In other words, the bias (sampling error) is a systematic error in measurement or sampling and it tells how far off on the average the model is from the truth.

Gauss, C.F. (1821) during his work on the least-squares method gave the concept of an unbiased estimator.

The bias of an estimator of a parameter should not be confused with its degree of precision as the degree of precision is a measure of the sampling error. The bias is favoring of one group or outcome intentionally or unintentionally over other groups or outcomes available in the population under study. Unlike random errors, bias is a serious problem and bias can be reduced by increasing the sample size and averaging the outcomes.

Bias and Variance

There are several types of bias that should not be considered mutually exclusive

  • Selection Bias (arise due to systematic differences between the groups compared)
  • Exclusion Bias (arise due to the systematic exclusion of certain individuals from the study)
  • Analytical Bias (arise due to the way that the results are evaluated)

Mathematically Bias can be defined as

Let statistics $T$ used to estimate a parameter $\theta$ if $E(T)=\theta+bias(\theta)$ then $bias(\theta)$ is called the bias of the statistic $T$, where $E(T)$ represents the expected value of the statistics $T$.
Note: that if $bias(\theta)=0$, then $E(T)=\theta$. So, $T$ is an unbiased estimator of the true parameter, say $θ$.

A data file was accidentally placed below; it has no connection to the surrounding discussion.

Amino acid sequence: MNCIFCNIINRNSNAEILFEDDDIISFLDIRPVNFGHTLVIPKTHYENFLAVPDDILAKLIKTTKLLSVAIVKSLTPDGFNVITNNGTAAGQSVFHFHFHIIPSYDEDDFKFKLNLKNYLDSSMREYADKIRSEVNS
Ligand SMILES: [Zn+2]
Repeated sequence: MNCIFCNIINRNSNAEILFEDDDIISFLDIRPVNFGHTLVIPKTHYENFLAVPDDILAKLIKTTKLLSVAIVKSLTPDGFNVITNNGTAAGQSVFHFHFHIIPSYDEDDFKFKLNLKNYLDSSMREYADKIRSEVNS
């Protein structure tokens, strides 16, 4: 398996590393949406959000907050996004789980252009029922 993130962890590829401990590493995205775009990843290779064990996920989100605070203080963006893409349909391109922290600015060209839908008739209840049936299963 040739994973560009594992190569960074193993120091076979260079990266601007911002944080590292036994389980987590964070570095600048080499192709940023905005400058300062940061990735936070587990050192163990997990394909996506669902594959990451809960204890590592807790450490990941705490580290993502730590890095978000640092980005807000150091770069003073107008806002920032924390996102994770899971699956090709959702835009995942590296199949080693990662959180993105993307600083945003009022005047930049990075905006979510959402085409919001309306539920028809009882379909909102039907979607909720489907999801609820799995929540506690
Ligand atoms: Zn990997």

Gauss, C.F. (1821, 1823, 1826). Theoria Combinations Observationum Erroribus Minimis Obnoxiae, Parts 1, 2 and suppl. Werke 4, 1-108.

For further reading about Statistical Bias visit: Statistical Bias.

Testing of Hypothesis or Hypothesis Testing

To whom is the researcher similar to in hypothesis testing: the defense attorney or the prosecuting attorney? Why?

The researcher is similar to the prosecuting attorney in the sense that the researcher brings the null hypothesis “to trial” when she believes there is a probability of strong evidence against the null.

  • Just as the prosecutor usually believes that the person on trial is not innocent, the researcher usually believes that the null hypothesis is not true.
  • In the court system the jury must assume (by law) that the person is innocent until the evidence clearly calls this assumption into question; analogously, in hypothesis testing the researcher must assume (in order to use hypothesis testing) that the null hypothesis is true until the evidence calls this assumption into question.

Why do educational researchers usually use .05 as their significance level?

Type I Error

It has become part of the statistical hypothesis testing culture.

  • It is a longstanding convention.
  • It reflects a concern over making type I errors (i.e., wanting to avoid the situation where you reject the null when it is true, that is, wanting to avoid “false positive” errors).
  • If you set the significance level at .05, then you will only reject a true null hypothesis 5% or the time (i.e., you will only make a type I error 5% of the time) in the long run.